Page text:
International Women’s Day was in March and Science 2 members were asked to research the work of some well known and some lesser known women scientists. Below is a small taster. Can you find out more information about any of them?
Dorothy Crowfoot Hodgkin 1910 – 1994
She is best known for her work in developing x-ray crystallography of biochemical compounds and was awarded the Nobel Prize for Chemistry in 1964 for determining the complicated structure of vitamin B12. Dorothy was considered to be a woman of great intellect with an immense passion for science. As a science, crystallography has produced 28 Nobel Prizes, more than any other scientific field.
May-Britt Moser (born 4 January 1963)
May is a Norwegian psychologist and neuroscientist, who is a Professor of Psychology and Neuroscience at the Norwegian University of Science and Technology (NTNU). She and her then-husband, Edvard Moser, shared half of the 2014 Nobel Prize in Physiology or Medicine, awarded for work concerning the grid cells in the entorhinal cortex, as well as several additional space-representing cell types in the same circuit that make up the positioning system in the brain. Together with Edvard Moser she established the Moser research environment at NTNU, which they lead. Since 2012 she heads the Centre for Neural Computation.
Sylvia Alice Earle (née Reade; born August 30, 1935) is an American marine biologist, explorer, aquanaut, author, and lecturer who has led over 100 expeditions logging more than 7000 hours underwater and received many international honours for her work. Sylvia has been a National Geographic explorer-in-residence since 1998 and was the first female chief scientist of the U.S. National Oceanic and Atmospheric Administration. Named by Time Magazine as its first Hero for the Planet in 1998 and is also part of the group Ocean Elders, which is dedicated to protecting the ocean and its wildlife.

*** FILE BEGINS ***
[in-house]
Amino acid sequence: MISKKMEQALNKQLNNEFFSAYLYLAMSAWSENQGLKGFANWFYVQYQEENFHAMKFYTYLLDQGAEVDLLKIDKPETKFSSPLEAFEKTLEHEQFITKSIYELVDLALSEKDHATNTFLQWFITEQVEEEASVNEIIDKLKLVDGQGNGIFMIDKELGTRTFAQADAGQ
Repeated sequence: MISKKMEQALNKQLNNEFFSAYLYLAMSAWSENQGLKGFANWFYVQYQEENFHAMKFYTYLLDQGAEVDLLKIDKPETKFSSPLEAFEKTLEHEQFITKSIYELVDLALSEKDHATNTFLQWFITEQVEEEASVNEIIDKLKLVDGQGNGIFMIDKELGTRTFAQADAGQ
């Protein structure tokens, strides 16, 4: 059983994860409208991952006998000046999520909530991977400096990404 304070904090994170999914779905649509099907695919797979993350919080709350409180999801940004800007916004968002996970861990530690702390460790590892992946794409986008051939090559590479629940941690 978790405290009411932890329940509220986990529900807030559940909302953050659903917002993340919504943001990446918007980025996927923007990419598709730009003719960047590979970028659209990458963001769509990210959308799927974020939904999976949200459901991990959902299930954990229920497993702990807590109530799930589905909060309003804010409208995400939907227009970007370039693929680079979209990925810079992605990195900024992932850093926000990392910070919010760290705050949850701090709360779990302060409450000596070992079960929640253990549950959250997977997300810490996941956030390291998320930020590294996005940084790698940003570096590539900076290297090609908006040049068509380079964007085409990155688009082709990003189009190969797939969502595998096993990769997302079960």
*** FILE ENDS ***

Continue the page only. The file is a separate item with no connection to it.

Rosalind Elsie Franklin (25 July 1920 – 16 April 1958) was an English chemist and X-ray crystallographer whose work was central to the understanding of the molecular structures of DNA (deoxyribonucleic acid), RNA (ribonucleic acid), viruses, coal, and graphite. Although her works on coal and viruses were appreciated in her lifetime, her contributions to the discovery of the structure of DNA were largely recognised posthumously.
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